University of Edinburgh

Lilli Nielsen

Cortical Visual Impairment: Causes and Manifestations.

by Lilli Nielsen, Refsnaesskolen, Kalundborg, Denmark.
(This article was published in "Refsnaes-Nyt", No 38, September 1993).

What do we actually know about cortical visual impairment? What we know for sure is that we only know very little. We have, however, so many children with cortical visual impairment CVI) that it is considered appropriate to try to collect the knowledge that is available.

This article is based partly on the assessment by means of language nor are they able to match identical figures, the assessment must necessarily be based on the child's visual reactions to black or grey stripes of various breadth or to various large or small objects (preferential looking). However, the fact that the child reacts visually only indicates that he has seen something, it does not indicate whether he saw the whole object or the entire area of stripes. Even if the child is able to visually follow an object moved in front of him it is still impossible to tell whether the child saw that whole object or whether he was able to see details of that

During the past 10 years it has become common to decorate the room or playroom of a child with vision impairment with wallpaper with black and white stripes or with patchwork tapestries made of pieces of fabric with black dots on a white background, or black horizontal, vertical and diagonal stripes on white background. Sometimes even the baby bottle has been covered with a woollen bag knitted in black and white stripes. Or the child has been provided with pictures showing black and white circles, squares and triangles on a black and white background. In some schools and institutions a special room has even been set up for vision training. Here the child with vision impairment is bombarded with sophisticated visual stimulation which is all based on the materials used to test whether a child can see or not.

Firstly, such a bombardment of visual information seems to be so overwhelming that the child refuses to look at it. Secondly, it can later be difficult to reassess the child's ability to see because the child either refuses to look at the test materials or because the test materials have become so familiar to the child that they no longer challenges him visually. Thirdly, it seems meaningless to provide the child with environments that he will never meet outside the vision training room.

One of the conditions that is characteristic of a child with multiple disabilities is that he has difficulty in generalizing what he learns in one setting to other settings, or in generalizing what he has learned during interaction with one person to his interaction with another person. So it will make the generalization of visual function unnecessarily difficult for the child if his environment for playing and learning is equipped in ways that he will never experience in places other than the learning environment.

Articles concerning cortical visual impairment (Groenveld 1990, Morse 1990, Steendam 1989), and partly on my own observations and those of colleagues regarding the visual function of children with cortical visual impairment. The diagnosis "cortical visual impairment" (CVI) means that those parts of the brain that receive and interpret the visual information from the eye and the optic nerve do not function normally.

The manifestation of this malfunction is that the child is either totally unable to see or is partially sighted in some way. Some children with CVI also have optic nerve atrophy or have a poorly developed optic nerve. Of course the child with CVI may also have a retinal or an occular disorder. As they grow quite a number of children with CVI develop some visual ability. But this ability most often manifests itself in such a way that children with CVI clearly differ from children with visual disabilities that are caused only by an occular disorder or disorder in the optic nerve or the retina.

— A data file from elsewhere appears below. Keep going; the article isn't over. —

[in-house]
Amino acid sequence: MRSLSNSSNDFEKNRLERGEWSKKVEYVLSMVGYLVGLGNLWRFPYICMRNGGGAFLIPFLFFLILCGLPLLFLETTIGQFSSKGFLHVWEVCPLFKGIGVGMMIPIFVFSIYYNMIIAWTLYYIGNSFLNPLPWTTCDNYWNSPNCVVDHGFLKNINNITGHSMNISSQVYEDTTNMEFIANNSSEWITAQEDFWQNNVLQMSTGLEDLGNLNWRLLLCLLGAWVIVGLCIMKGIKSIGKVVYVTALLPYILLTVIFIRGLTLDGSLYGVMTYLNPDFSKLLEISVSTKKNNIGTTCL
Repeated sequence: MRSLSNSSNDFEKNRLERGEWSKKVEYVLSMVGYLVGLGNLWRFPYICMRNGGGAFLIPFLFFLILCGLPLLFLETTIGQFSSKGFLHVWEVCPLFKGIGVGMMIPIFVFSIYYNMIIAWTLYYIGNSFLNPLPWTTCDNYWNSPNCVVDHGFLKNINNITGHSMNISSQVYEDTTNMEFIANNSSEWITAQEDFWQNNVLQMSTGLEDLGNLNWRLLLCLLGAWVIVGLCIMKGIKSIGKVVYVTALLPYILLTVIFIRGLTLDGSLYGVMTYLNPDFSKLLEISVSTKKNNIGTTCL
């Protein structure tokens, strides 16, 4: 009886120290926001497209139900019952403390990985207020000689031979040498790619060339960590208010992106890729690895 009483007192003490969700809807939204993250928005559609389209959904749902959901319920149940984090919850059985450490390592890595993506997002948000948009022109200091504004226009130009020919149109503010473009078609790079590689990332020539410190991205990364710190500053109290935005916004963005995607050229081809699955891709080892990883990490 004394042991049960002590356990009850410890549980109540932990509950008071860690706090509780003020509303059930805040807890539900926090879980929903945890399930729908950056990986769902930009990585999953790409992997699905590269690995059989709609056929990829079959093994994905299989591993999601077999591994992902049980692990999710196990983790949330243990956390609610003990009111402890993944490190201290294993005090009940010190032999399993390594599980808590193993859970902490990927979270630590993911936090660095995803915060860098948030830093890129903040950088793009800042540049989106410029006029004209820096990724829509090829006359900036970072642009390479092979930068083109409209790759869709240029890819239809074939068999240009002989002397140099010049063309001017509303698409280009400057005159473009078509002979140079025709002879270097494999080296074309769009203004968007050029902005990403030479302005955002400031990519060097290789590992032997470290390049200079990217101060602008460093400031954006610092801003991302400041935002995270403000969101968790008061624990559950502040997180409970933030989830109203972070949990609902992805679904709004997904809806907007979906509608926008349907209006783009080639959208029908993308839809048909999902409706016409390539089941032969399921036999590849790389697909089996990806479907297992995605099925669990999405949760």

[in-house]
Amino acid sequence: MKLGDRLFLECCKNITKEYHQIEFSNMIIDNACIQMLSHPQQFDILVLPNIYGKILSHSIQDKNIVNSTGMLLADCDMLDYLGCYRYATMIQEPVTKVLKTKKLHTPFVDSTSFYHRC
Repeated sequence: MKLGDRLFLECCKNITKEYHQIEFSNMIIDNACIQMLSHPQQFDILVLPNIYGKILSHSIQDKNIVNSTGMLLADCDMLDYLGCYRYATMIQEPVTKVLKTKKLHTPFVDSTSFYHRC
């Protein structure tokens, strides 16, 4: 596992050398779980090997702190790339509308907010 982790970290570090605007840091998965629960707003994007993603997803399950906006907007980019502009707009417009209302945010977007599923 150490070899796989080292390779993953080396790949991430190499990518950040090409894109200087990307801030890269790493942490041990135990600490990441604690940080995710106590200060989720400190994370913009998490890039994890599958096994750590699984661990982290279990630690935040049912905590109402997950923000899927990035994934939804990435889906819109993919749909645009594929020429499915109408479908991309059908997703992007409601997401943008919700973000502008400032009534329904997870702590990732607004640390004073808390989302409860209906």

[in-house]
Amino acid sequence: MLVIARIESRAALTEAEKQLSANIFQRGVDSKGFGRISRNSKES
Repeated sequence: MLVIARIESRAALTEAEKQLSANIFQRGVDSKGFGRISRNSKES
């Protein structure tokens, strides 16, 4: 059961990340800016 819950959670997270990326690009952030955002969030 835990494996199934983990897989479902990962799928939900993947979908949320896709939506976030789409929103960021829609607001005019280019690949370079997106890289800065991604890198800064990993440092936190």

Firstly, during the first years of life many children with CVI are either totally blind or have only light perception. Eventually, some do seem to see more and more, but they will probably never see normally. This course is sometimes described as delayed or slow development of the ability to see.

Secondly, the enhanced ability to see does not always function; from day to day or from hour to hour the child may fluctuate between functioning as totally blind and being able to see – more or less.

Morse (1991) explains this by suggesting that the lateral geniculate body (the visual relay center of the brain) located in the thalamus may have a poor capacity. The thalamus is an organ located deep in the brain that distributes sensory messages to the various cortical centres. If the lateral geniculate body has this poor capacity it easily becomes overloaded and may then supress visual messages. This is probably true for some children with CVI. In other children with CVI, especially those who don't seem to have a problem with auditory or tactile messages, it would seem that the problem lies elsewhere than within the functioning capacity of the thalamus. It may be instead that the vision center in the cortex has a poor capacity for interpreting messages that are being sent from the lateral geniculate body in the thalamus.

While working daily with the child with CVI it may seem purely academic whether the child's fluctuating ability to see is caused by poor capacity of the thalamus, by lateral geniculate body, or by the visual center in the cortex. However, since the ability to integrate information from several sensory modalities is of great importance for learning to understand what has been seen, it becomes essential to try to verify whether it is the lateral geniculate body in the thalamus or the cortical centre for vision that has a poor capacity. If it is the lateral geniculate body in the thalamus that has poor capacity then the child will probably have specific difficulty in combining various sensory experiences because it must be expected that the thalamus from time to time also becomes overloaded from kinaesthetic, auditory and tactile information, making it more difficult for the child to learn to integrate the sensory information he is receiving. If it is the visual center that has a poor capacity, the child should have a better chance of adding visual information to the combination of kinaesthetic, auditory and tactile experiences that he may already have established. If this is the case it is easier for the child to learn to understand what he is looking at. The earlier the process of learning to see commences the easier it will probably be for the child to consider visual information useful. Relatively older children may have learned to get along with the combination of auditory, tactile and kinaesthetic information well enough that they have difficulty in relying on the visual information that they are slowly beginning to receive from time to time.